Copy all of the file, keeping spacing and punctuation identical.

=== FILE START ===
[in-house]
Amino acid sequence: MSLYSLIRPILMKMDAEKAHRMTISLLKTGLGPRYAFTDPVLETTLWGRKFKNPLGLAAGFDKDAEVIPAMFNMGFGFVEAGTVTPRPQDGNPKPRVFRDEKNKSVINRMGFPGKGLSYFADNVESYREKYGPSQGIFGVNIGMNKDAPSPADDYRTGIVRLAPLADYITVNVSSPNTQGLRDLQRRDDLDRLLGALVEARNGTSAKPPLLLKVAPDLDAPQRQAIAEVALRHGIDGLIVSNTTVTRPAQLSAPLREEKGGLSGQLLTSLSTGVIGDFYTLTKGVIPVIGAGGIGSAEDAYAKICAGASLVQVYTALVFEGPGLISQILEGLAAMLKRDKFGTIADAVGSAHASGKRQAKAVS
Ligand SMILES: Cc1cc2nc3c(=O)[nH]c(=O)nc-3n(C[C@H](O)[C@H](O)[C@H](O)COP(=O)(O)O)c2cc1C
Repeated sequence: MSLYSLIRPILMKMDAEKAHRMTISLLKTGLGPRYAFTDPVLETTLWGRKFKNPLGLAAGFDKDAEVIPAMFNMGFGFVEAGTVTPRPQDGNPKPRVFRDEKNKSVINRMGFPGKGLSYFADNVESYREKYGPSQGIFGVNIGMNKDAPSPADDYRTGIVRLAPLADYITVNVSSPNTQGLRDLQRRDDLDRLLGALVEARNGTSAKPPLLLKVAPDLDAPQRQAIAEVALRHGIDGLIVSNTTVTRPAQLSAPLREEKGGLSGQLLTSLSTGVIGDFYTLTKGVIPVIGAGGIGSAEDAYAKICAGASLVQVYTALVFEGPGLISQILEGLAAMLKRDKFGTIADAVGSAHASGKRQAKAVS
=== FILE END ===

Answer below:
[in-house]
Amino acid sequence: MSLYSLIRPILMKMDAEKAHRMTISLLKTGLGPRYAFTDPVLETTLWGRKFKNPLGLAAGFDKDAEVIPAMFNMGFGFVEAGTVTPRPQDGNPKPRVFRDEKNKSVINRMGFPGKGLSYFADNVESYREKYGPSQGIFGVNIGMNKDAPSPADDYRTGIVRLAPLADYITVNVSSPNTQGLRDLQRRDDLDRLLGALVEARNGTSAKPPLLLKVAPDLDAPQRQAIAEVALRHGIDGLIVSNTTVTRPAQLSAPLREEKGGLSGQLLTSLSTGVIGDFYTLTKGVIPVIGAGGIGSAEDAYAKICAGASLVQVYTALVFEGPGLISQILEGLAAMLKRDKFGTIADAVGSAHASGKRQAKAVS
Ligand SMILES: Cc1cc2nc3c(=O)[nH]c(=O)nc-3n(C[C@H](O)[C@H](O)[C@H](O)COP(=O)(O)O)c2cc1C
Repeated sequence: MSLYSLIRPILMKMDAEKAHRMTISLLKTGLGPRYAFTDPVLETTLWGRKFKNPLGLAAGFDKDAEVIPAMFNMGFGFVEAGTVTPRPQDGNPKPRVFRDEKNKSVINRMGFPGKGLSYFADNVESYREKYGPSQGIFGVNIGMNKDAPSPADDYRTGIVRLAPLADYITVNVSSPNTQGLRDLQRRDDLDRLLGALVEARNGTSAKPPLLLKVAPDLDAPQRQAIAEVALRHGIDGLIVSNTTVTRPAQLSAPLREEKGGLSGQLLTSLSTGVIGDFYTLTKGVIPVIGAGGIGSAEDAYAKICAGASLVQVYTALVFEGPGLISQILEGLAAMLKRDKFGTIADAVGSAHASGKRQAKAVS